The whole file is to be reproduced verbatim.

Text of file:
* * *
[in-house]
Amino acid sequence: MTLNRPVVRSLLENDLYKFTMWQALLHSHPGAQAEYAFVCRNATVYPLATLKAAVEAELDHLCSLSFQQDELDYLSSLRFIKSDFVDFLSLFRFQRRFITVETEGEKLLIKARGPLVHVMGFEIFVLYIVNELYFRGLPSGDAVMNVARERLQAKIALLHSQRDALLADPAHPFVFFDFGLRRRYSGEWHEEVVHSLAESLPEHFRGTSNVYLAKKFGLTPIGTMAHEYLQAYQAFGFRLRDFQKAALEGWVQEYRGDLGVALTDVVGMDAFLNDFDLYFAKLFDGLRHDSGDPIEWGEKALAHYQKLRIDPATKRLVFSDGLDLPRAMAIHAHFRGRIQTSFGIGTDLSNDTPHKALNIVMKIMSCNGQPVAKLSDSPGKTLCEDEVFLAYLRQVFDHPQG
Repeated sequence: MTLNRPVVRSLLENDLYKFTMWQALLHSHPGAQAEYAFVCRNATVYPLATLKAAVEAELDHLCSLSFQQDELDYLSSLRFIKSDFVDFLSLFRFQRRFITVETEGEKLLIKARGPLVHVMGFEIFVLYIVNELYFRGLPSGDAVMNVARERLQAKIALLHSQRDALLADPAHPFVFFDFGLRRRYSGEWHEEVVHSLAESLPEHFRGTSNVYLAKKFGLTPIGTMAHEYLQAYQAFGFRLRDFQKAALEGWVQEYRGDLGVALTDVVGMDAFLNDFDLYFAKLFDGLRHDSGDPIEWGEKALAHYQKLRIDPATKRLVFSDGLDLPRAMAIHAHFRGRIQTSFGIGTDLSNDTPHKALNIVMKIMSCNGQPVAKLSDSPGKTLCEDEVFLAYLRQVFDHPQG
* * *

[in-house]
Amino acid sequence: MTLNRPVVRSLLENDLYKFTMWQALLHSHPGAQAEYAFVCRNATVYPLATLKAAVEAELDHLCSLSFQQDELDYLSSLRFIKSDFVDFLSLFRFQRRFITVETEGEKLLIKARGPLVHVMGFEIFVLYIVNELYFRGLPSGDAVMNVARERLQAKIALLHSQRDALLADPAHPFVFFDFGLRRRYSGEWHEEVVHSLAESLPEHFRGTSNVYLAKKFGLTPIGTMAHEYLQAYQAFGFRLRDFQKAALEGWVQEYRGDLGVALTDVVGMDAFLNDFDLYFAKLFDGLRHDSGDPIEWGEKALAHYQKLRIDPATKRLVFSDGLDLPRAMAIHAHFRGRIQTSFGIGTDLSNDTPHKALNIVMKIMSCNGQPVAKLSDSPGKTLCEDEVFLAYLRQVFDHPQG
Repeated sequence: MTLNRPVVRSLLENDLYKFTMWQALLHSHPGAQAEYAFVCRNATVYPLATLKAAVEAELDHLCSLSFQQDELDYLSSLRFIKSDFVDFLSLFRFQRRFITVETEGEKLLIKARGPLVHVMGFEIFVLYIVNELYFRGLPSGDAVMNVARERLQAKIALLHSQRDALLADPAHPFVFFDFGLRRRYSGEWHEEVVHSLAESLPEHFRGTSNVYLAKKFGLTPIGTMAHEYLQAYQAFGFRLRDFQKAALEGWVQEYRGDLGVALTDVVGMDAFLNDFDLYFAKLFDGLRHDSGDPIEWGEKALAHYQKLRIDPATKRLVFSDGLDLPRAMAIHAHFRGRIQTSFGIGTDLSNDTPHKALNIVMKIMSCNGQPVAKLSDSPGKTLCEDEVFLAYLRQVFDHPQG